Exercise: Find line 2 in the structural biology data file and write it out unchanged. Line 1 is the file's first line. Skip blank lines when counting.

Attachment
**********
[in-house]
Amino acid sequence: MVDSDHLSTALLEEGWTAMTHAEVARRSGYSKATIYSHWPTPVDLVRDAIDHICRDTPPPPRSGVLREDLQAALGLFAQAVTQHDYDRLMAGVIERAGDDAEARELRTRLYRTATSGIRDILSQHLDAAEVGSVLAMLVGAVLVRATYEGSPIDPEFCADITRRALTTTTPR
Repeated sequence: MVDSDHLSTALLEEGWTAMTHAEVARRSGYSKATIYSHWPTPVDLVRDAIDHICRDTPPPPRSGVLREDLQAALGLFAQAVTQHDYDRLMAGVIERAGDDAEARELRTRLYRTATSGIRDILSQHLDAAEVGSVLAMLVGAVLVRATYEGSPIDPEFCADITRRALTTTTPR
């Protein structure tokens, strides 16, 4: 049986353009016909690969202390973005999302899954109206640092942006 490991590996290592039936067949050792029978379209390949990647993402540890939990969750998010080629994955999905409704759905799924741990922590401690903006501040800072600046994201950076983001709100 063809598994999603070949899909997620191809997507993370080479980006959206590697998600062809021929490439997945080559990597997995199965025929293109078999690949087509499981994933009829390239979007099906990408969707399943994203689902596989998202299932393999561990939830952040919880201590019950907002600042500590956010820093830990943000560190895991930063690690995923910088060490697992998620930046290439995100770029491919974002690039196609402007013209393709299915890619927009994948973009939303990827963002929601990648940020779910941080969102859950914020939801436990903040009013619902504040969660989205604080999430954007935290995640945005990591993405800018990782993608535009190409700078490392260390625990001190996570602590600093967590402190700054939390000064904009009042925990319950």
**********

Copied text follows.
Amino acid sequence: MVDSDHLSTALLEEGWTAMTHAEVARRSGYSKATIYSHWPTPVDLVRDAIDHICRDTPPPPRSGVLREDLQAALGLFAQAVTQHDYDRLMAGVIERAGDDAEARELRTRLYRTATSGIRDILSQHLDAAEVGSVLAMLVGAVLVRATYEGSPIDPEFCADITRRALTTTTPR